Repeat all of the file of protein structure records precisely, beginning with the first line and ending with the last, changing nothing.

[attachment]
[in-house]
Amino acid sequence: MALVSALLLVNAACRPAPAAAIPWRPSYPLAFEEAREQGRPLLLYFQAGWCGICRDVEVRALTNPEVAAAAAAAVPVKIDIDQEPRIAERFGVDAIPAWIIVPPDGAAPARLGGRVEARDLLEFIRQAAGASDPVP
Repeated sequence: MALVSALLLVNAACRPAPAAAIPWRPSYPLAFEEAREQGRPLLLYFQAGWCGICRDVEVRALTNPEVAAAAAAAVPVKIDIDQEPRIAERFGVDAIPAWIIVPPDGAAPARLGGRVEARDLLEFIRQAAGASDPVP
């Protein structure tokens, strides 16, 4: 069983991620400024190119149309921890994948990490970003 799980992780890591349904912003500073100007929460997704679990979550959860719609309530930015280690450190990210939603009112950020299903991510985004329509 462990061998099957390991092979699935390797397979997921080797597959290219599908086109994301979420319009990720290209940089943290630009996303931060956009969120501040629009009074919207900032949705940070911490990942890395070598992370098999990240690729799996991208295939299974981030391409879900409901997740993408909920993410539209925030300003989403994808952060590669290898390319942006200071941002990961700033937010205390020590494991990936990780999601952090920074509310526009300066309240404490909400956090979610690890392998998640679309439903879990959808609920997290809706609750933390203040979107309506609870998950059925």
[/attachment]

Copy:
[in-house]
Amino acid sequence: MALVSALLLVNAACRPAPAAAIPWRPSYPLAFEEAREQGRPLLLYFQAGWCGICRDVEVRALTNPEVAAAAAAAVPVKIDIDQEPRIAERFGVDAIPAWIIVPPDGAAPARLGGRVEARDLLEFIRQAAGASDPVP
Repeated sequence: MALVSALLLVNAACRPAPAAAIPWRPSYPLAFEEAREQGRPLLLYFQAGWCGICRDVEVRALTNPEVAAAAAAAVPVKIDIDQEPRIAERFGVDAIPAWIIVPPDGAAPARLGGRVEARDLLEFIRQAAGASDPVP
């Protein structure tokens, strides 16, 4: 069983991620400024190119149309921890994948990490970003 799980992780890591349904912003500073100007929460997704679990979550959860719609309530930015280690450190990210939603009112950020299903991510985004329509 462990061998099957390991092979699935390797397979997921080797597959290219599908086109994301979420319009990720290209940089943290630009996303931060956009969120501040629009009074919207900032949705940070911490990942890395070598992370098999990240690729799996991208295939299974981030391409879900409901997740993408909920993410539209925030300003989403994808952060590669290898390319942006200071941002990961700033937010205390020590494991990936990780999601952090920074509310526009300066309240404490909400956090979610690890392998998640679309439903879990959808609920997290809706609750933390203040979107309506609870998950059925």